There is a vast difference between jobs that are just that and an occupation that has real value . And money or social status has little to do with it. Done right, what many consider low-status jobs are valuable and critically important. Some are idiot enough to put down childcare. What could be more important than establishing a firm foundation for your child’s development?
The sparkle of gelt, gold, all that glitters, and wealth deceives many into thinking that their position in life is superior to that of, say, a milkman. Perspective is critical here. At some point, many of purported high status feel a void and eagerly seek a weekend experience working on a dairy farm – “reconnecting with the earth.” Or flock to a school to learn carving, boatbuilding, shamanism, or cooking skills. This is in response to a realization that status is not everything.
Students have told me that they envy the creative and pure nature of carving and that it has value beyond simple cash remuneration. I agree with them; each piece is subtly different, even from the same pattern. The wood is different; you’re in a different mood that day, and the light on the work varies.
This search for value in work is an old one. It predates me. But I ran into it first when I was a folksinger and discovered that the people who shoved dollars into my basket at second and third-tier coffeehouses envied my sofa-surfing, guitar-playing existence. They’d say, “If only I could afford to live like you.” To me, they might as well have been baying at the moon. Live like me? Afford to wonder where your next meal came from or whose living room you were in tonight? To them, my lifestyle was carefree and creative.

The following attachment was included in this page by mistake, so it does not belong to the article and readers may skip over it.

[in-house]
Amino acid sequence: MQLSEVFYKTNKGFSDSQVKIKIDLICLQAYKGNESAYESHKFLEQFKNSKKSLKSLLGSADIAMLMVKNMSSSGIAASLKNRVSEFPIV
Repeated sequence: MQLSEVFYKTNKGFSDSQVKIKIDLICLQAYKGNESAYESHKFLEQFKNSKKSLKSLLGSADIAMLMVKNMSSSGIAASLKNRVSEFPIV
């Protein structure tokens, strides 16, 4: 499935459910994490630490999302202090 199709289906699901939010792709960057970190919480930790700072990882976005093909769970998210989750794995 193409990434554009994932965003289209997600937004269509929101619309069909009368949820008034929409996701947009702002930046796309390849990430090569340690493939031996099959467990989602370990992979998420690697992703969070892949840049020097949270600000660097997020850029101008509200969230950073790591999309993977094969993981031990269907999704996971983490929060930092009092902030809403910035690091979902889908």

The simple truth is that work is not life. Suppose you allow your job description to define you. In that case, you are in enough trouble that a week-long immersive residential class in carving, boatbuilding, embroidery, or French cooking will not save you. If, on the other hand, you say, “Well, I work in arbitrage, but my true passion is making craft beer.” you’ve made a qualitative change in your life.
You may never become a professional brewmaster, but your aspirational life has improved, and you’ve made progress toward understanding that cash does not imply value or worth.